11. Converting measurements into different metric units • To convert metric units, you must use the metric staircase.

12. How to use the metric staircase #1 • When you go down the staircase, you are converting from a larger unit to a smaller unit. • So, you multiply the given number by 10number of steps

13. An example of conversion #1 • To convert 6 km to meters: • 6 km = (6 x 103) m • 6 km = (6 x 1000) m • 6 km = 6000 m

14. How to use the metric staircase #2 • When you go up the staircase, you are converting from a smaller unit to a larger unit. • So, you divide the given number by 10number of steps

15. An example of conversion #2 • To convert 1200 mL to liters: • 1200 mL = (1200 ÷ 103) L • 1200 mL = (1200 ÷ 1000) L • 1200 mL = 1.2 L

16. The perimeter • The perimeter is the total distance around a figure’s outside. • The symbol of perimeter is P. • The perimeter is a one-dimensional quantity measured in linear units (an exponent of 1) , such as millimeters, centimeters, meter or kilometers.

17. Area • Area is the measure of the size of the region it encloses. • The symbol of area is A. • Area is a two-dimensional quantity measured in square units (an exponent of 2) such as centimeters squared, meters squared or kilometers squared.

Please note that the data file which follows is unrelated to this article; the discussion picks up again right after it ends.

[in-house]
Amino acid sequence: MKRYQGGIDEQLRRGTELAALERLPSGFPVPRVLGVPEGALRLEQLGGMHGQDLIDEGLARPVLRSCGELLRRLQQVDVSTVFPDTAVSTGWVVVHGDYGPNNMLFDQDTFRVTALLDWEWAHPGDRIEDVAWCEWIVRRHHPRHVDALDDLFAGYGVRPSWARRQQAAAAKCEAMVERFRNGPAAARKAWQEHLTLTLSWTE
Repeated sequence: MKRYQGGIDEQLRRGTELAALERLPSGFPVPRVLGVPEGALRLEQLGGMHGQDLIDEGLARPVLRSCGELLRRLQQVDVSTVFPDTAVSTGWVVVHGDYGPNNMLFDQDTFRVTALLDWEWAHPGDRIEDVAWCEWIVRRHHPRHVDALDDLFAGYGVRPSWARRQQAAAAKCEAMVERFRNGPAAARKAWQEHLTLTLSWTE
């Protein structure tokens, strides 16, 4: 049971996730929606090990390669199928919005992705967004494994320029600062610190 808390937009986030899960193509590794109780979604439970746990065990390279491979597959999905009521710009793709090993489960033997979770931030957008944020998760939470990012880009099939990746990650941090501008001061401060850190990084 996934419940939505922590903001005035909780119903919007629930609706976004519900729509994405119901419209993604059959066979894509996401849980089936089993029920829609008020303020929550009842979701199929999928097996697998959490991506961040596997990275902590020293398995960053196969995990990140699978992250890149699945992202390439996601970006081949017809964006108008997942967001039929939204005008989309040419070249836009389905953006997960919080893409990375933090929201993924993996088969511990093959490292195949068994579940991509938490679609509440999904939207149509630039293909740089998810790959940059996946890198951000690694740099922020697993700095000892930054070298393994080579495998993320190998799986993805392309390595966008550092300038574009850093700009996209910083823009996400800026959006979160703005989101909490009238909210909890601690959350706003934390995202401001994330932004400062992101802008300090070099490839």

18. Area of a rectangle • To calculate the area of a rectangle: • Arectangle = length x width

19. Area of a triangle • To calculate the area of a triangle: • Atriangle = ½ x base x height

20. A composite figure • A composite figure is a figure that is made of 2 or more common shapes or figures. • For example, you can break up a pentagon (a composite figure) into a rectangle and a triangle.

21. What is a circle? • A circle is a 2-dimensional geometric shape consisting of all the points in a plane that are a constant distance from a fixed point. • The constant distance is called the radius of the circle. • The fixed point is called the centre of the circle. • There are 360° in a complete rotation around a circle.

22. What is pi? • Pi is an irrational number that states the ratio of the circumference of a circle to its diameter. • The symbol for pi is ∏ • Its value is 3.1412… (it is a non repeating decimal value) • To make life easier, we will assume that the value of pi is 3.